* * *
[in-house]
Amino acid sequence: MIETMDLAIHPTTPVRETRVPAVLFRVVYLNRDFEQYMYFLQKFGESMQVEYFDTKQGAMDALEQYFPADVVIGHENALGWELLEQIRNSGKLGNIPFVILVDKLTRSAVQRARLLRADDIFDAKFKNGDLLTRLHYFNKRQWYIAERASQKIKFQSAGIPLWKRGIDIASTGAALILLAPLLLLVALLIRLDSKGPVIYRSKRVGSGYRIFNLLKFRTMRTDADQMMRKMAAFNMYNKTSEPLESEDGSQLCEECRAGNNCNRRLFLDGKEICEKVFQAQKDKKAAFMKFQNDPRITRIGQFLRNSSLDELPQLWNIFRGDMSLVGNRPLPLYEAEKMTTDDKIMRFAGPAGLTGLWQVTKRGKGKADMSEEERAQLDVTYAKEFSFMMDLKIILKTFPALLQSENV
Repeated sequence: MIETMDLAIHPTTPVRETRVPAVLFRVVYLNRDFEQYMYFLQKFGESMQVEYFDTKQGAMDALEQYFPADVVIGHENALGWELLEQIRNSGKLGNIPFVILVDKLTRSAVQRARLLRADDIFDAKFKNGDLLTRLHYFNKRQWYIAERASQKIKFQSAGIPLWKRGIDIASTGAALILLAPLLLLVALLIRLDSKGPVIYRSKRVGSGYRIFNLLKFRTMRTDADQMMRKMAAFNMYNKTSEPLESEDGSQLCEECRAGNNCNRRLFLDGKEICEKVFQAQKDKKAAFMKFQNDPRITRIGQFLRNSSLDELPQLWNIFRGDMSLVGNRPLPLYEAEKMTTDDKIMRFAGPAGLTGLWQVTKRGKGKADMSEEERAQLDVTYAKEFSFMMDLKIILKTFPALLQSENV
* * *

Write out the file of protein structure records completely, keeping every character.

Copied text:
[in-house]
Amino acid sequence: MIETMDLAIHPTTPVRETRVPAVLFRVVYLNRDFEQYMYFLQKFGESMQVEYFDTKQGAMDALEQYFPADVVIGHENALGWELLEQIRNSGKLGNIPFVILVDKLTRSAVQRARLLRADDIFDAKFKNGDLLTRLHYFNKRQWYIAERASQKIKFQSAGIPLWKRGIDIASTGAALILLAPLLLLVALLIRLDSKGPVIYRSKRVGSGYRIFNLLKFRTMRTDADQMMRKMAAFNMYNKTSEPLESEDGSQLCEECRAGNNCNRRLFLDGKEICEKVFQAQKDKKAAFMKFQNDPRITRIGQFLRNSSLDELPQLWNIFRGDMSLVGNRPLPLYEAEKMTTDDKIMRFAGPAGLTGLWQVTKRGKGKADMSEEERAQLDVTYAKEFSFMMDLKIILKTFPALLQSENV
Repeated sequence: MIETMDLAIHPTTPVRETRVPAVLFRVVYLNRDFEQYMYFLQKFGESMQVEYFDTKQGAMDALEQYFPADVVIGHENALGWELLEQIRNSGKLGNIPFVILVDKLTRSAVQRARLLRADDIFDAKFKNGDLLTRLHYFNKRQWYIAERASQKIKFQSAGIPLWKRGIDIASTGAALILLAPLLLLVALLIRLDSKGPVIYRSKRVGSGYRIFNLLKFRTMRTDADQMMRKMAAFNMYNKTSEPLESEDGSQLCEECRAGNNCNRRLFLDGKEICEKVFQAQKDKKAAFMKFQNDPRITRIGQFLRNSSLDELPQLWNIFRGDMSLVGNRPLPLYEAEKMTTDDKIMRFAGPAGLTGLWQVTKRGKGKADMSEEERAQLDVTYAKEFSFMMDLKIILKTFPALLQSENV